Alexander L. Cappello is Chairman and Chief Executive Officer of Cappello Global LLC, a global merchant banking firm. He formerly served as Chairman and Chief Executive Officer of Cappello Capital Corp, which conducted business in over 50 countries. Mr. Cappello has 40 years of global experience in corporate management, corporate finance, investment banking and merchant banking. He currently serves as a director of a number of private companies, as well as an advisory board member of the RAND Corporation Center for Middle East Public Policy. In addition, he served as a director for a number of public companies prior to their acquisition or privatization, including Koo Koo Roo, Inc., Cytrx Corp. and Genius Products, Inc.

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        Jerome I. Kransdorf has more than 45 years of investment management experience. He currently serves as President of JaK Direct, a division of Muriel Siebert & Co., Inc. From 1997 to 2001, Mr. Kransdorf served as Senior Vice President of J. & W. Seligman & Co. Incorporated, an investment advisory firm. From 1959 to 1997, he was employed in investment and senior management positions at Wertheim & Co. and its successor companies.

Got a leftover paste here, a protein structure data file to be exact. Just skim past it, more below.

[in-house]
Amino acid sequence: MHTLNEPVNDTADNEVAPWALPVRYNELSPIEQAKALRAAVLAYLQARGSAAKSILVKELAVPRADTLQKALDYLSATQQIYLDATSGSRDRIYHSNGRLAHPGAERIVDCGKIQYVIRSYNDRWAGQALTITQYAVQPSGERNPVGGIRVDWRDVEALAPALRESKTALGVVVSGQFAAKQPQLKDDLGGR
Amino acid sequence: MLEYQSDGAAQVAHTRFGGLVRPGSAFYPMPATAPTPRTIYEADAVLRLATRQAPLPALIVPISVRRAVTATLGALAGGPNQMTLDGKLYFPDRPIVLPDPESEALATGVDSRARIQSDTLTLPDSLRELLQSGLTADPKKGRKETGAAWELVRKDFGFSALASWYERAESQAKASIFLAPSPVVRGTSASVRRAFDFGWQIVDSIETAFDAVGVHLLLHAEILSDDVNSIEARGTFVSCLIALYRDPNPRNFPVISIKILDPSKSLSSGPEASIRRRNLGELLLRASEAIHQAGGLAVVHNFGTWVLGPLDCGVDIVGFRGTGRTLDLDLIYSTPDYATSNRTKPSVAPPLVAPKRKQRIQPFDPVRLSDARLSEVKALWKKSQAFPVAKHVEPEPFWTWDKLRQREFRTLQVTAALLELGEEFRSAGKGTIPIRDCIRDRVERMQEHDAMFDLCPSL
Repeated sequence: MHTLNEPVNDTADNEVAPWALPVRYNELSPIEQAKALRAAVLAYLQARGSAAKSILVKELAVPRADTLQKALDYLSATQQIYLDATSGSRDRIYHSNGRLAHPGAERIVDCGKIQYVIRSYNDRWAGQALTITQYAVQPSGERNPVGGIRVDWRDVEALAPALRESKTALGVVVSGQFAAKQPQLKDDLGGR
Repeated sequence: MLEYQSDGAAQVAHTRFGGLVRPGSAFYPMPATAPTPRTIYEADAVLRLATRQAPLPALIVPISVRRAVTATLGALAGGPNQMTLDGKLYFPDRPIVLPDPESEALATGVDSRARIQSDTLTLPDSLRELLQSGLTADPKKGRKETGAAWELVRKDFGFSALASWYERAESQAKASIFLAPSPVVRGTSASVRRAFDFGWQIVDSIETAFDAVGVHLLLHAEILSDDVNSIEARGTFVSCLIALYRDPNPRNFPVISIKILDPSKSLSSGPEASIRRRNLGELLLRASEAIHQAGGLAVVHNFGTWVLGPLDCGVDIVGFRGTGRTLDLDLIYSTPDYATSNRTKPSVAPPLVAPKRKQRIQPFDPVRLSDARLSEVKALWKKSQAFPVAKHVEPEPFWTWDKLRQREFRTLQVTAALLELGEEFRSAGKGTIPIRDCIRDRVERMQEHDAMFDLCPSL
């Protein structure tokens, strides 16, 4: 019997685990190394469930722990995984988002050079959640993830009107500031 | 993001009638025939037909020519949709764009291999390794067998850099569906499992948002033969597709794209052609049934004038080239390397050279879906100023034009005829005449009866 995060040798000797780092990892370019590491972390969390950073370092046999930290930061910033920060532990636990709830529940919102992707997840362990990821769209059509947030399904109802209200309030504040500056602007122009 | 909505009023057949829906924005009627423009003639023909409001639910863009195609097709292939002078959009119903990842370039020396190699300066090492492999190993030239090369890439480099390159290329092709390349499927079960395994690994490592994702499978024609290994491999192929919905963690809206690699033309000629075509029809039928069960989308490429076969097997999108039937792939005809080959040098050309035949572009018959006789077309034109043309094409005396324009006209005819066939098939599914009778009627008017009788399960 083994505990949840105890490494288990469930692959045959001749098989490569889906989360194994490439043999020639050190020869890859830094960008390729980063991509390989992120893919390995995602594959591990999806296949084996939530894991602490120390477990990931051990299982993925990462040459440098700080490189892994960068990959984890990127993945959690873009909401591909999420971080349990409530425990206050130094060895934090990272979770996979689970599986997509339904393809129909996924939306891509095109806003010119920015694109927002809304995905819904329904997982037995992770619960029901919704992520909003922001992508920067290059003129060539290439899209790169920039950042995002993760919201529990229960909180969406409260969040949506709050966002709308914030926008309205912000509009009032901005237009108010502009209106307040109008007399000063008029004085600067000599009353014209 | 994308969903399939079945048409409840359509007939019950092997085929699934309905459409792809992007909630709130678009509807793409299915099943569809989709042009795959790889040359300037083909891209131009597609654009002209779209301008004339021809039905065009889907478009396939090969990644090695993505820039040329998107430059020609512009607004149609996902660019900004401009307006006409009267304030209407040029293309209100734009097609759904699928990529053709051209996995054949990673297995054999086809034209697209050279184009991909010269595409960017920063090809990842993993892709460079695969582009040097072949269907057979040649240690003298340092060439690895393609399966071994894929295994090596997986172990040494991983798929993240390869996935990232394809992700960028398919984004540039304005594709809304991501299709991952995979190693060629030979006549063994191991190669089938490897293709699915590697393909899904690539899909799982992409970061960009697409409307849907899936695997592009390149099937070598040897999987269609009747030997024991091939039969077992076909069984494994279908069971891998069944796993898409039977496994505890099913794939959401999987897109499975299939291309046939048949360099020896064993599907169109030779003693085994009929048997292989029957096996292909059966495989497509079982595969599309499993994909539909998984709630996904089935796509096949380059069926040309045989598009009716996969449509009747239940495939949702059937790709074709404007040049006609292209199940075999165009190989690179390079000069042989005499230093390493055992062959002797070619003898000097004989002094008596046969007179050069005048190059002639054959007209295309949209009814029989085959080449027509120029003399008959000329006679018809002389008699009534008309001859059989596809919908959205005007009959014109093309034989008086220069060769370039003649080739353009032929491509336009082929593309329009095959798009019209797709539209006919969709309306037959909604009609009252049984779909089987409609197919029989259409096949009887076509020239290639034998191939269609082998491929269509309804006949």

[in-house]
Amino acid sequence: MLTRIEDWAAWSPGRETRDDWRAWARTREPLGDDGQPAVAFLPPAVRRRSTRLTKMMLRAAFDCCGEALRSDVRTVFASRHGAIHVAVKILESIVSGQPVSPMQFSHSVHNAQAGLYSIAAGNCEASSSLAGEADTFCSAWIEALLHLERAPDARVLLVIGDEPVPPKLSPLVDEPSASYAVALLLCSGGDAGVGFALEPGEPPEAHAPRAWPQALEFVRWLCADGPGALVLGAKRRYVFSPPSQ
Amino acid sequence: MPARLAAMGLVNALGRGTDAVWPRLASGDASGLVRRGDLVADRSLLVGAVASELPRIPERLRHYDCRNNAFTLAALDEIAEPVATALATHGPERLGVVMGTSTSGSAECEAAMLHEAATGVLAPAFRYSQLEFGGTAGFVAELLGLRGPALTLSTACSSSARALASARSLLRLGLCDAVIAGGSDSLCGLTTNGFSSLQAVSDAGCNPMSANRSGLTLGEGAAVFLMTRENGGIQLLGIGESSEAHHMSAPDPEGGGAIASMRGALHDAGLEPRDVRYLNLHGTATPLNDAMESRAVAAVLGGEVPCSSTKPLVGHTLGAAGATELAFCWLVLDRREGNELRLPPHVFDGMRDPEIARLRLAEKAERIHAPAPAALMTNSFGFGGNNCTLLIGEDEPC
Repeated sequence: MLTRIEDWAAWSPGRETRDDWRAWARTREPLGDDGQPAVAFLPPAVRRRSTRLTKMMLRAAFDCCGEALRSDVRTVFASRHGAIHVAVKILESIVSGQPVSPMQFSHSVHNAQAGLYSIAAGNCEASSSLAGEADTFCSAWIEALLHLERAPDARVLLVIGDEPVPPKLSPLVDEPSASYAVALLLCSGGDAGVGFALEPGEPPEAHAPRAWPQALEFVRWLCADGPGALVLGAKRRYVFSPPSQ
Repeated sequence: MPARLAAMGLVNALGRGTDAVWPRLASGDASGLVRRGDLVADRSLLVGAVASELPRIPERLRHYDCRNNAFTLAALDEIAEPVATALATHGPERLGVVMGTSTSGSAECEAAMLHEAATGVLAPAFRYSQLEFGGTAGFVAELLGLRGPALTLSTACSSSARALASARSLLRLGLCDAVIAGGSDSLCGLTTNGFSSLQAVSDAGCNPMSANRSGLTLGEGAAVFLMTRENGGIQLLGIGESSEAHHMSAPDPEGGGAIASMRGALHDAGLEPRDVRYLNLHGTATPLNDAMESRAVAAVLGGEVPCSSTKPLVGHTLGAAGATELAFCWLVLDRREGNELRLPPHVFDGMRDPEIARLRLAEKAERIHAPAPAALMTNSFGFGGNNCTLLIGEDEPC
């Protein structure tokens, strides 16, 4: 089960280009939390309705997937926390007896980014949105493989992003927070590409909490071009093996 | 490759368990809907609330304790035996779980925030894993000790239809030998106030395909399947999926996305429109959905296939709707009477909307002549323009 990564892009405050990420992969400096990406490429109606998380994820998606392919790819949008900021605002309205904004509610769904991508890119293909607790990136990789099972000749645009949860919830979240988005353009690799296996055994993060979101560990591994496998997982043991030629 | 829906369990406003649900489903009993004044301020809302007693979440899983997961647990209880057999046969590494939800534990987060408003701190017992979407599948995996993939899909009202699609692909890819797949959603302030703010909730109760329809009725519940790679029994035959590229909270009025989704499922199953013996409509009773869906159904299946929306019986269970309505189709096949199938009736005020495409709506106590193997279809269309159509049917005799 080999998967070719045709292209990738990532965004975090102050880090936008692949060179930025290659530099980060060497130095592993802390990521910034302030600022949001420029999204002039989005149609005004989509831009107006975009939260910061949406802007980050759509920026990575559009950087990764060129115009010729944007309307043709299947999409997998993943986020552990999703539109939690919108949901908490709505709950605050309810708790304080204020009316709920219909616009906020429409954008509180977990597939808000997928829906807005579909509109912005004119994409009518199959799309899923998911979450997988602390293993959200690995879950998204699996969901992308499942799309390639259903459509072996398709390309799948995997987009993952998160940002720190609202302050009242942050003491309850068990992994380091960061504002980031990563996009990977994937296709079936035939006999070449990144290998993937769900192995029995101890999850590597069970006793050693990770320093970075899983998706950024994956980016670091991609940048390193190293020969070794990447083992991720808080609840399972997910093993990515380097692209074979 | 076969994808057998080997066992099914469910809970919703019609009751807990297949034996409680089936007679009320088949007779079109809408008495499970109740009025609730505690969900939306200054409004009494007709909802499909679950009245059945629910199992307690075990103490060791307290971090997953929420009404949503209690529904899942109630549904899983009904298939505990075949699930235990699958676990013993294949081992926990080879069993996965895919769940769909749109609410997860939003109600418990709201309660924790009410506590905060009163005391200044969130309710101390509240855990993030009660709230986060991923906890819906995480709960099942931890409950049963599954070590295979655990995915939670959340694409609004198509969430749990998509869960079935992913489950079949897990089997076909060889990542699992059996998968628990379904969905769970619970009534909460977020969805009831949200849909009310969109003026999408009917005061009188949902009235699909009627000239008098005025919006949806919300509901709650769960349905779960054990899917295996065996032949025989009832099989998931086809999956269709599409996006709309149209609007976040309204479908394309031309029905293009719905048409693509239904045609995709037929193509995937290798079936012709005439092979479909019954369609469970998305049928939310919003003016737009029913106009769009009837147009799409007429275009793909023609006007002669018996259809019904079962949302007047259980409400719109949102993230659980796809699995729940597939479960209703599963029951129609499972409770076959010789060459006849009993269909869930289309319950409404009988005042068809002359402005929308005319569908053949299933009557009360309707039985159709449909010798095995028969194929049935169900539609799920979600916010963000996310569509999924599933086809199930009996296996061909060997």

Laurence B. Mindel has 44 years of experience as a restaurant creator, developer and operator and is currently a Managing Partner of Poggio Trattoria, an award-winning Italian restaurant and Copita Tequileria Y Comida, a "modern" Mexican restaurant, both located in Sausalito, California. In 1970, he co-founded Spectrum Foods whose restaurant portfolio included, among others, California-based restaurants Ciao, Prego, MacArthur Park, Guaymas and Harry's Bar. Following the acquisition of Spectrum Foods by Saga Corp. (NYSE) in 1984, Mr. Mindel served as President of Saga's restaurant group where he directed the operations of more than 200 restaurants with combined revenue of over $375 million. When Saga was acquired in 1986, Mr. Mindel founded Il Fornaio, a restaurant and bakery company which became public in 1997 (NASDAQ) and was subsequently taken private in 2001. His professional honors include Nation's Restaurant News "Golden Chain" award, International Foodservice Manufacturers Association "Gold Plate" award, and Food Arts Magazine "Silver Spoon" award and in 1998, he was inducted into the California Restaurant Association's Hall of Fame. In 1985, Mr. Mindel became the first American and the first person of non-Italian descent to be awarded the Caterina de Medici Medal from the Italian government, recognizing excellence in the preservation of Italian heritage outside of Italy.